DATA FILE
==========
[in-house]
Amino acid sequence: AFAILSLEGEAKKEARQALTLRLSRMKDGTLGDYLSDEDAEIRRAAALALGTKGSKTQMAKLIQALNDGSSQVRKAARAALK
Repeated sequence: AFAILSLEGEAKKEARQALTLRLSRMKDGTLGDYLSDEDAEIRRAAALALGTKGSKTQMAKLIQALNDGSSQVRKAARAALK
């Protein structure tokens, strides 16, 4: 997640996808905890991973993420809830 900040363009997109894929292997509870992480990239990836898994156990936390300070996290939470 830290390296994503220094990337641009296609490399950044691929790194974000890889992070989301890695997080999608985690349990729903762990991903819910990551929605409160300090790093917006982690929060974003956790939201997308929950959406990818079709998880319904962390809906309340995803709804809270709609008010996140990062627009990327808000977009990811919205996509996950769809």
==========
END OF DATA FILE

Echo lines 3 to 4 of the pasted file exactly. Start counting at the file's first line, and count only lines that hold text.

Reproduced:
Repeated sequence: AFAILSLEGEAKKEARQALTLRLSRMKDGTLGDYLSDEDAEIRRAAALALGTKGSKTQMAKLIQALNDGSSQVRKAARAALK
């Protein structure tokens, strides 16, 4: 997640996808905890991973993420809830 900040363009997109894929292997509870992480990239990836898994156990936390300070996290939470 830290390296994503220094990337641009296609490399950044691929790194974000890889992070989301890695997080999608985690349990729903762990991903819910990551929605409160300090790093917006982690929060974003956790939201997308929950959406990818079709998880319904962390809906309340995803709804809270709609008010996140990062627009990327808000977009990811919205996509996950769809």